Skagway’s Pullen Creek open for king salmon fishing

Last Saturday the Alaska Department of Fish and Game opened part of Pullen Creek to king salmon fishing.

Last Saturday the Alaska Department of Fish and Game opened part of Pullen Creek to king salmon fishing.

“We have a weir set up in Pullen Creek that we’re using to collect broodstocks for the hatchery king salmon program,” said Richard Chapell, a Haines/Skagway assistant area biologist.

“At the rate that the fish are coming in, we will get enough at that weir and we’re passing the excess salmon over the weir.”

All king salmon entering Pullen Creek pass through the weir, where fish needed for hatchery brood stocks are held in net pens.

Eggs and milk collected from these fish, are used to spawn king salmon at a hatchery in Juneau. The juveniles are transported back to the net pens at Pullen Creek. And excess brood stock is released into the wild.

“It provides angling opportunities for king salmon that would not otherwise exist,” said Chapell.

The creek is open for king salmon upstream of the markers at Pullen Pond in Skagway.

The regulations will remain lifted until mid-September.

“By regulations of the Skagway area, that’s when fishing is closed,” said Chapell. “Pullen Creek is closed to fishing, by regulation … from September 15 to November 30.

“I don’t know the history of (those dates). It’s probably to protect the Dolly Varden and coho stocks in that creek.”

Both natural and human influences can determine whether brood stock levels are met.

“Sometimes there’s been some vandalism at the weir, people have let the fish through, so they go up into the Pullen Creek drainage where we can’t catch them and use them for brood stock,” said Chapell. “So in past years we have come up short on our brood stock needs because of that vandalism.”

Both a 2008 king salmon tag and a 2008 sport fishing licence are required for anglers trying to land the royal fish.

However, exceptions to this requirement do exist and can be found in the Southeast Alaska sport fishing regulations summary. For example, nonresidents under 16 do not require licences, but do require a harvest record.

“They do not count towards the nonresident annual limit towards king salmon,” said Chapell. “So those fish do not have to be recorded on the back of the fishing licence.”

Just Posted

Whether the dust jacket of this historical novel is the Canadian version (left) or the American (right), the readable content within is the same. (Michael Gates)
History Hunter: New novel a gripping account of the gold rush

Stampede: Gold Fever and Disaster in the Klondike is an ‘enjoyable and readable’ account of history

Yukonomist Keith Halliday
Yukonomist: Your furnace and your truck need to go

Perhaps the biggest commitment in the NDP deal with the Liberals was boosting the Yukon’s climate target

Dave Blottner, executive director at the Whitehorse Food Bank, said the food bank upped its services because of the pandemic. (John Tonin/Yukon News)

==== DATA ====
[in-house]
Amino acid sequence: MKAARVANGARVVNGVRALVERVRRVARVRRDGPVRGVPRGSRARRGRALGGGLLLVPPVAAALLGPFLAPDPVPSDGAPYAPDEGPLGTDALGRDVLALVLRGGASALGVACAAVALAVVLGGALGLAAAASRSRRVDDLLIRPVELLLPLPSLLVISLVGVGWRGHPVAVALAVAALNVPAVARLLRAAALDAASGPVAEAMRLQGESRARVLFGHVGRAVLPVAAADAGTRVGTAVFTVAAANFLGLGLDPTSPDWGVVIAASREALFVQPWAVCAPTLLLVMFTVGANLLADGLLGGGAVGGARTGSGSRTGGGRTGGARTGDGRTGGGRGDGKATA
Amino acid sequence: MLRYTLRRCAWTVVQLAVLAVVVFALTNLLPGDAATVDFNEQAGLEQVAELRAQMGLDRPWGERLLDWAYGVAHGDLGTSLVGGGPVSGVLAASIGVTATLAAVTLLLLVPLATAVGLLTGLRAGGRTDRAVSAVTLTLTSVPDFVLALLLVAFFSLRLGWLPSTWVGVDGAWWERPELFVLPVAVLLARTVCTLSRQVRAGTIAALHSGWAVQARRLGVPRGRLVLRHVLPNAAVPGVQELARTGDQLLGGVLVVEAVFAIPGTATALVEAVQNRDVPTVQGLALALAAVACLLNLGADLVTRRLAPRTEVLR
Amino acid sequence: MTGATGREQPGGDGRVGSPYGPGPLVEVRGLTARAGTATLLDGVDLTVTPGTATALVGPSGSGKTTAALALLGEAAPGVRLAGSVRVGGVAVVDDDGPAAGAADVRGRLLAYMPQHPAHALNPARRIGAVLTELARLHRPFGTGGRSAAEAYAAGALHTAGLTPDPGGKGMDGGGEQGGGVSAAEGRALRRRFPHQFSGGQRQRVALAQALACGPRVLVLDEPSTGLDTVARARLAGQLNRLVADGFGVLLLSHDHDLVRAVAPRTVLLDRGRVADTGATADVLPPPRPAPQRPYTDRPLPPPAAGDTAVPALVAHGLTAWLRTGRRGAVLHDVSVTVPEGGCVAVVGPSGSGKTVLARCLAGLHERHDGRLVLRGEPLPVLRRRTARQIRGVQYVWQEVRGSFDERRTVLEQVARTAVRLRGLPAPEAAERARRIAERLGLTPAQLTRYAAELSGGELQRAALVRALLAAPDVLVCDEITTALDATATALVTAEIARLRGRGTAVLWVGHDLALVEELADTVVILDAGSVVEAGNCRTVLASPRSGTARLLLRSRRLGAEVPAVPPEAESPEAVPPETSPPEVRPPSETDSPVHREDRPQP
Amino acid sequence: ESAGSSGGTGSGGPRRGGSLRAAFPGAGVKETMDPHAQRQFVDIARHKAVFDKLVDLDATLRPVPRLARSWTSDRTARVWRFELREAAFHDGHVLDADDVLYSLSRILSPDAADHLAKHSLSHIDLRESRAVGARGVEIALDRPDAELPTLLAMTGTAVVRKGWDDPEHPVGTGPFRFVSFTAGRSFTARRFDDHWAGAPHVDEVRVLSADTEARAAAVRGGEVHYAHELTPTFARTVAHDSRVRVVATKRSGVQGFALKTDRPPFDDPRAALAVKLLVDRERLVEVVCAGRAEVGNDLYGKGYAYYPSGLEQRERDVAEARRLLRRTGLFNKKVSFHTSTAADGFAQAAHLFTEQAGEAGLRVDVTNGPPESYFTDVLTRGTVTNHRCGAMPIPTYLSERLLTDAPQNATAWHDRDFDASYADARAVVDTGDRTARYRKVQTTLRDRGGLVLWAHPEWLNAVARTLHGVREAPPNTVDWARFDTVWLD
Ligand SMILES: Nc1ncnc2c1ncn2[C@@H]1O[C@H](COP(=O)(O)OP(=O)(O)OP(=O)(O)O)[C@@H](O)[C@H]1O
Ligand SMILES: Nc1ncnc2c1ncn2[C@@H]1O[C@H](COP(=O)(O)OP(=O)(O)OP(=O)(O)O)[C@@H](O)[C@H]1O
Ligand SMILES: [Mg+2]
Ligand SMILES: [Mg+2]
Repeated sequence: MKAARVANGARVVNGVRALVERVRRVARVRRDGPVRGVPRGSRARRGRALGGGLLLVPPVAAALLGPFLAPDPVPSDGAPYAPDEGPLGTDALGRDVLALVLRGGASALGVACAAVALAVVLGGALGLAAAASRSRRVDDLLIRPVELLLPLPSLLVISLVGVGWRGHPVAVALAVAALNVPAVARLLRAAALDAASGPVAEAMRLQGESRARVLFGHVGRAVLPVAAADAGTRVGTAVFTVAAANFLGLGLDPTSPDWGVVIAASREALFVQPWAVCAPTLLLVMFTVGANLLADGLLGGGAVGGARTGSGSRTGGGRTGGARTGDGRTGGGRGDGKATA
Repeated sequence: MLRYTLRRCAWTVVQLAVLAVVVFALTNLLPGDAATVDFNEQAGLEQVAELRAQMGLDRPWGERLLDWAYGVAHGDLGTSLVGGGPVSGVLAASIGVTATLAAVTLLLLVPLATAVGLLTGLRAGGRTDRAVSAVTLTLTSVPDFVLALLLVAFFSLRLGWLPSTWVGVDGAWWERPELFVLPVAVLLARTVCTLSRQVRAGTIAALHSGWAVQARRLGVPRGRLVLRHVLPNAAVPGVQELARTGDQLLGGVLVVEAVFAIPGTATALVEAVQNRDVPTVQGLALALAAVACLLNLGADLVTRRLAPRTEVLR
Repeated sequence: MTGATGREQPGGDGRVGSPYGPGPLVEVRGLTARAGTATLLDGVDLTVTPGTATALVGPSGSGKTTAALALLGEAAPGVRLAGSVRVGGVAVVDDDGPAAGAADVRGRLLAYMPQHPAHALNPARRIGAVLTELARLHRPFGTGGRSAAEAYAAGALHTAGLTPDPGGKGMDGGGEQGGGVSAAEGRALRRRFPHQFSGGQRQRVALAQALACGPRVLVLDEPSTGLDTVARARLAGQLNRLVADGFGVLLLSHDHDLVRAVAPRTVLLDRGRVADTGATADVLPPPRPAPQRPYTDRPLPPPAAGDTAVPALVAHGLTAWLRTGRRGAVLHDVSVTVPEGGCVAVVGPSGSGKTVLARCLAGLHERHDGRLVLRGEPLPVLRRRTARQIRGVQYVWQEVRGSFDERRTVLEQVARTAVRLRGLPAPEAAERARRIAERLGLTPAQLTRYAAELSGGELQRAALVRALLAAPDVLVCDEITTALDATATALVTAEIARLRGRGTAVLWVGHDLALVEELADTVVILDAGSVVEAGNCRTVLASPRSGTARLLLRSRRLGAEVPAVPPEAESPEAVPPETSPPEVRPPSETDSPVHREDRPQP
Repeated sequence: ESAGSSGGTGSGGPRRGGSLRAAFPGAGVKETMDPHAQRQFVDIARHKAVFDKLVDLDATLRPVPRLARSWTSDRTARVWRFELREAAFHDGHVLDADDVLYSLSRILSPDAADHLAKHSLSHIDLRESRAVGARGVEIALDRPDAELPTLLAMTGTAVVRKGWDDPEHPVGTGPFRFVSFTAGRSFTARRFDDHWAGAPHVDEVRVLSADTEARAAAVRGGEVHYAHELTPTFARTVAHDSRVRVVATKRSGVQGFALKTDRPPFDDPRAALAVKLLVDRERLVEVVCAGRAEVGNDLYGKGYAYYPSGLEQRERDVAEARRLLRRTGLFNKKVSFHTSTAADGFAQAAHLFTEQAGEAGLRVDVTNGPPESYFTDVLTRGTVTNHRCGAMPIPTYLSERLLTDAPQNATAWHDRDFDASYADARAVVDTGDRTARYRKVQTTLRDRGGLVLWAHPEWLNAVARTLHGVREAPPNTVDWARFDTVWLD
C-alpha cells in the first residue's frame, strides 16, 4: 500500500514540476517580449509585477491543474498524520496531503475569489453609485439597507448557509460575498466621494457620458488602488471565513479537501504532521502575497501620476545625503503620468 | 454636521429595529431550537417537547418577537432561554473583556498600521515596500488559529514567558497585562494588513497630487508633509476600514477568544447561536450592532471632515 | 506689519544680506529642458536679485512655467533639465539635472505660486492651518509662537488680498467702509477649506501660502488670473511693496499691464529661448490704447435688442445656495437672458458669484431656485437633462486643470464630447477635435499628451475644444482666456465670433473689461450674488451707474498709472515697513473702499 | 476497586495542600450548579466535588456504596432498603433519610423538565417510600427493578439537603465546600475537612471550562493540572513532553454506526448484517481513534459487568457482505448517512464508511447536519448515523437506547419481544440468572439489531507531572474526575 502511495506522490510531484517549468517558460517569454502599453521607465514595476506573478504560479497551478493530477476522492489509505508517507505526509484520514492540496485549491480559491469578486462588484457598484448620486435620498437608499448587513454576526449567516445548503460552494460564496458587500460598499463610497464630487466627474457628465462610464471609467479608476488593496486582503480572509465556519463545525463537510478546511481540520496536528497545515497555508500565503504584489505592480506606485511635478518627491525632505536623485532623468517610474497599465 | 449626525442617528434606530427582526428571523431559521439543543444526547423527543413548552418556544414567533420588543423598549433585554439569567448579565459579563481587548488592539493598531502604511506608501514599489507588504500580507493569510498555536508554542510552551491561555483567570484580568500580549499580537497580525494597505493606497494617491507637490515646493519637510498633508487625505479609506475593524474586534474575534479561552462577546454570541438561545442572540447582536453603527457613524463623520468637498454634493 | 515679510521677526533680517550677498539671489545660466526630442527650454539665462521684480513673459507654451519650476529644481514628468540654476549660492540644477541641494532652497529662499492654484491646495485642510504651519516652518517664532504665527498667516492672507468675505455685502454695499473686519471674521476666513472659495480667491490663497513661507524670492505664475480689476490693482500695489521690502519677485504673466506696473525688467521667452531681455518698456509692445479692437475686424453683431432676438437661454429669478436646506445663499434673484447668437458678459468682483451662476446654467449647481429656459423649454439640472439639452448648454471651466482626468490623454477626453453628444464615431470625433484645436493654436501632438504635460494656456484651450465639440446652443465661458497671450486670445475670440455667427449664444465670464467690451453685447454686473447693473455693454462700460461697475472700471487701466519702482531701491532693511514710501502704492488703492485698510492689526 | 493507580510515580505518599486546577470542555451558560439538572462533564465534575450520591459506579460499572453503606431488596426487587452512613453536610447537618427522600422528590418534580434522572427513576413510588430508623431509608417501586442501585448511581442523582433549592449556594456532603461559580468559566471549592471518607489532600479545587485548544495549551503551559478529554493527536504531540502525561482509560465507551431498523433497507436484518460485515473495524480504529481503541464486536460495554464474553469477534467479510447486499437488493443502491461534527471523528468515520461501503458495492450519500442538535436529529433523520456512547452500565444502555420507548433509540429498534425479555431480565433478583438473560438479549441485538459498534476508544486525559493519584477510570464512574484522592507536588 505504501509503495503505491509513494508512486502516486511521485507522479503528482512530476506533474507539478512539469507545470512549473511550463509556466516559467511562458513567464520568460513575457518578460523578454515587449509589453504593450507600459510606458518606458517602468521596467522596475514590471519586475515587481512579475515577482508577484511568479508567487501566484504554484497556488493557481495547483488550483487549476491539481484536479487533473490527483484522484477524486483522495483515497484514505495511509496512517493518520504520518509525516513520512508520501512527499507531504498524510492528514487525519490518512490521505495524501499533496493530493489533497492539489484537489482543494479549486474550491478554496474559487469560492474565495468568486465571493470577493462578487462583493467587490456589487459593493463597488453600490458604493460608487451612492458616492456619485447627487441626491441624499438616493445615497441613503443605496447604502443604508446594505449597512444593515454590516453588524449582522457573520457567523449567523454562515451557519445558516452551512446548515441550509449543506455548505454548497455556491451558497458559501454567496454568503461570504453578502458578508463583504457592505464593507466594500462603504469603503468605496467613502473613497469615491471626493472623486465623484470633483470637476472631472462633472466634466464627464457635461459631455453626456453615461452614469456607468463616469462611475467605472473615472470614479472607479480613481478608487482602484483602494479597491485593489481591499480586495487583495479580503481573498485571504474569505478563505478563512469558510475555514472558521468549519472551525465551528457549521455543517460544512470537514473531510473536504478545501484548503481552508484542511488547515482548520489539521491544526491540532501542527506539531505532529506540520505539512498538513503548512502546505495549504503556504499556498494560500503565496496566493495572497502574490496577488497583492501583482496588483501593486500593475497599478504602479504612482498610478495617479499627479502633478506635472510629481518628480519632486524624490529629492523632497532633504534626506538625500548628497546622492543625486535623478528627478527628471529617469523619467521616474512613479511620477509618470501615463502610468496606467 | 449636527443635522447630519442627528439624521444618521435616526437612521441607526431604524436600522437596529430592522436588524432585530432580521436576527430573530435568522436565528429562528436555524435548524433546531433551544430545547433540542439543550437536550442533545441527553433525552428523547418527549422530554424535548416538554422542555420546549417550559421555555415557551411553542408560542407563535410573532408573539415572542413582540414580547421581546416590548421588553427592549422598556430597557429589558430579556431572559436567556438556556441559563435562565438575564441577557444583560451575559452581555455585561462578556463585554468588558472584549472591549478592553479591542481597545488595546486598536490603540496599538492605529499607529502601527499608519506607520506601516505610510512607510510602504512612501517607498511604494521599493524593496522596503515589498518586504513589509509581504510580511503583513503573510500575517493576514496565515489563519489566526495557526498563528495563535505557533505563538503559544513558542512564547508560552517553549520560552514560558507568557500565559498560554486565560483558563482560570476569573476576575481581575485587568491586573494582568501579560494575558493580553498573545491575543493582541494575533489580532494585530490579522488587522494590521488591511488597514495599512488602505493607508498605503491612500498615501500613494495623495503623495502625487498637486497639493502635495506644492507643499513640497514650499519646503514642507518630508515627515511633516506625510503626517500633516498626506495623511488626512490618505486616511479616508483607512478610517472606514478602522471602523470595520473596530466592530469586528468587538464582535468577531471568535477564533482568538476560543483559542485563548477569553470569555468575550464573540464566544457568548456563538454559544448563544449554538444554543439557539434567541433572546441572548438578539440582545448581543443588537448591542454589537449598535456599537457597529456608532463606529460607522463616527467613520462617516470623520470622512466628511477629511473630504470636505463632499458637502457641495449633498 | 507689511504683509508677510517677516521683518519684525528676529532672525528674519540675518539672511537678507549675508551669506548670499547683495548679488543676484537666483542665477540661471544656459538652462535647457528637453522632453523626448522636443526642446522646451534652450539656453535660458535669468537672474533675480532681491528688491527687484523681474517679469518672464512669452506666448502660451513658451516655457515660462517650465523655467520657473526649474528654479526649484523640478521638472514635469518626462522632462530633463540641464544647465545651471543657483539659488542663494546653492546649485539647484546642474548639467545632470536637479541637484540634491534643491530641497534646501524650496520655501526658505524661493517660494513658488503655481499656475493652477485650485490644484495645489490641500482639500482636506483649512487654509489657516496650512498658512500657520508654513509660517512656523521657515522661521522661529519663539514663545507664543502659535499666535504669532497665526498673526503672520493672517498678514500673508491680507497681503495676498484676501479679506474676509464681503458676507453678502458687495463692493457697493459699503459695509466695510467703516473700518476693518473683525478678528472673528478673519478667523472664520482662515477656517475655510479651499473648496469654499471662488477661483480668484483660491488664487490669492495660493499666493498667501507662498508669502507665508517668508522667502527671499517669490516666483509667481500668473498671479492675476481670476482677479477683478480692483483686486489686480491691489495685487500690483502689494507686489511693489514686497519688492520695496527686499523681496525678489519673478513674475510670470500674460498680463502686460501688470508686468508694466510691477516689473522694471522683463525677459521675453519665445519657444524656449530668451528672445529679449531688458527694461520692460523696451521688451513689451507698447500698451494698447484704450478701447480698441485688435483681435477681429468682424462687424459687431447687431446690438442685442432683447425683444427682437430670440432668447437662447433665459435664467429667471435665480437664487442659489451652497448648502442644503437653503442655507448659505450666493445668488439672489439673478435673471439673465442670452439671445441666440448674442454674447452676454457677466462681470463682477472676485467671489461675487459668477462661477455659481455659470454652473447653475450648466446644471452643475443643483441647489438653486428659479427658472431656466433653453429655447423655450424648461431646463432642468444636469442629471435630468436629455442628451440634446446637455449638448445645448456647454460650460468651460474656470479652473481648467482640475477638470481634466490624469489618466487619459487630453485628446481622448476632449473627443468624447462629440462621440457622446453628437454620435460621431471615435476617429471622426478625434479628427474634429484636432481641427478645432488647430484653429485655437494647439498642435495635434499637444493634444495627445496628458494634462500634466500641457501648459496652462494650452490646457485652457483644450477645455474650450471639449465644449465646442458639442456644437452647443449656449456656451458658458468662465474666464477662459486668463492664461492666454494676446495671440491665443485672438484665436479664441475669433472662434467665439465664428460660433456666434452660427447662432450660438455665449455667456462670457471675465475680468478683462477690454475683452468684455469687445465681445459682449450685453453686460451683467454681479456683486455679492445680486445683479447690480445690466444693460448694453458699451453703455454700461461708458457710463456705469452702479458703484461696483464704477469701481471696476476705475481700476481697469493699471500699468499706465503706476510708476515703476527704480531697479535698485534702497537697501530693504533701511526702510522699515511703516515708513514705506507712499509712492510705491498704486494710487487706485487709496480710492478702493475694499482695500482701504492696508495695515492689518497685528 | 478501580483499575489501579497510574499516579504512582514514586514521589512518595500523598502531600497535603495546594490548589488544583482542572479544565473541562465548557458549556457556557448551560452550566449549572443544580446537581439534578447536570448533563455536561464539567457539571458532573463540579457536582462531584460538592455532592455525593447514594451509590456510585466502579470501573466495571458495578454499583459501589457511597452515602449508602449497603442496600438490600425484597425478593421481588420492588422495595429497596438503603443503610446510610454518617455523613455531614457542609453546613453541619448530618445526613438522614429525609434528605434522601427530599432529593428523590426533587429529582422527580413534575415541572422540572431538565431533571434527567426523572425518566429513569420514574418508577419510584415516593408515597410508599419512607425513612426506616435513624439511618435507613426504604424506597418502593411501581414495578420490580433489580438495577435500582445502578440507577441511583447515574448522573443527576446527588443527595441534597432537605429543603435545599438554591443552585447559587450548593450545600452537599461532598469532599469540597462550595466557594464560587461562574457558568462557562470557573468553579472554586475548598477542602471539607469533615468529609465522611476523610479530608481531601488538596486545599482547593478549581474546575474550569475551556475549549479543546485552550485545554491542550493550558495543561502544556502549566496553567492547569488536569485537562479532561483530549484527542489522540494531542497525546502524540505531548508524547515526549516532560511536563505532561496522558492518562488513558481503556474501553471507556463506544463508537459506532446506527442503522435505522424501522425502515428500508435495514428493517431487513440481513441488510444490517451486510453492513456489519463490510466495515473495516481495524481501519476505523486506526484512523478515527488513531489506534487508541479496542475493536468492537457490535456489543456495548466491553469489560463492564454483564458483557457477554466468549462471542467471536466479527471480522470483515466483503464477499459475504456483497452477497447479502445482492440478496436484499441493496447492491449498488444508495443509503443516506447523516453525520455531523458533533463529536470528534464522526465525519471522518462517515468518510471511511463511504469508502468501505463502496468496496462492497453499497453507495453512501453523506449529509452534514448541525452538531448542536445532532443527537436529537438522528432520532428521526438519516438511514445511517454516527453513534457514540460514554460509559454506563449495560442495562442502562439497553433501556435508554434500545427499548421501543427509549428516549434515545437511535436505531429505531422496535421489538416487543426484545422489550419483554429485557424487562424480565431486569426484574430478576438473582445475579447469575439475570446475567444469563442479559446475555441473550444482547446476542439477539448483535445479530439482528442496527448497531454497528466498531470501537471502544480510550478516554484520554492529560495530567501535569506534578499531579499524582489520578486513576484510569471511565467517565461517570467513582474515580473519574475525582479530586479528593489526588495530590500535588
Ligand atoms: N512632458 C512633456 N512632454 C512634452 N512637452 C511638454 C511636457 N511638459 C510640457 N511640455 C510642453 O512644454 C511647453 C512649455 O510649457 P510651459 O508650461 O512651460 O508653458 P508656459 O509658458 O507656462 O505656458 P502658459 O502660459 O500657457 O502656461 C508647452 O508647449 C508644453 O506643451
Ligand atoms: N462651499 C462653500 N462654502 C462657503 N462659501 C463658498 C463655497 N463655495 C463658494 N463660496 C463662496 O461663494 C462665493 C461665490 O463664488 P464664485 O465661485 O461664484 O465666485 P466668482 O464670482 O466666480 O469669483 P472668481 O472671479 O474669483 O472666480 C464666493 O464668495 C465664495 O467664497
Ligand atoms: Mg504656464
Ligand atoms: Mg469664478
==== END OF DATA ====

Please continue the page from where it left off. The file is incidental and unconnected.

Food Bank sees Yukoners’ generosity firsthand

“Businesses didn’t know if they could stay open but they were calling us to make sure we were able to stay open.”

Air North president Joe Sparling said the relaxing of self-isolation rules will be good for the business, but he still expects a slow summer. (Mike Thomas/Yukon News)
Air North president expects a slow summer

Air North president Joe Sparling suspects it will be a long time before things return to pre-pandemic times

XX
WYATT’S WORLD

Wyatt’s World for May 14, 2021.… Continue reading

Caribou pass through the Dempster Highway area in their annual migration. A recent decision by the privacy commissioner has recommended the release of some caribou collar re-location data. (Justin Kennedy/Yukon News)
Privacy commissioner recommends release of caribou location data

Department of Environment says consultation with its partners needed before it will consider release

Chief Medical Officer of Health Dr. Brendan Hanley. (Crystal Schick/Yukon News)
Family pleased youth will be able to get Pfizer vaccine

Angela Drainville, mother of two, is anxious for a rollout plan to come forward

Safe at home office in Whitehorse on May 10, 2021. (John Tonin/Yukon News)
Federal government provides $1.6 million for Yukon anti-homelessness work

Projects including five mobile homes for small communities received funding.

Drilling at Northern Tiger’s 3Ace gold project in 2011. Randi Newton argues that mining in the territory can be reshaped. (Yukon government/file)
Editorial: There’s momentum for mining reform

CPAWS’ Randi Newton argues that the territory’s mining legislations need a substantial overhaul

At its May 10 meeting, Whitehorse city council approved the subdivision for the Kwanlin Dün First Nation’s business park planned in Marwell. (Submitted)
KDFN business park subdivision approved

Will mean more commercial industrial land available in Whitehorse

Main Street in Whitehorse on May 4. Whitehorse city council has passed the first two readings of a bylaw to allow pop-up patios in city parking spaces. Third reading will come forward later in May. (Stephanie Waddell/Yukon News)
Whitehorse council pursuing restaurant patio possibilities

Council passes first two readings for new patio bylaw

Neil Hartling, the Tourism Industry Association of the Yukon president, left, said the new self-isolation guidelines for the Yukon are a ‘ray of hope’ for tourism operators. (Ian Stewart/Yukon News file)
Yukon tourism operators prepared for ‘very poor summer’ even with relaxed border rules

Toursim industry responds to new guidelines allowing fully vaccinated individuals to skip mandatory self-isolation.

Most Read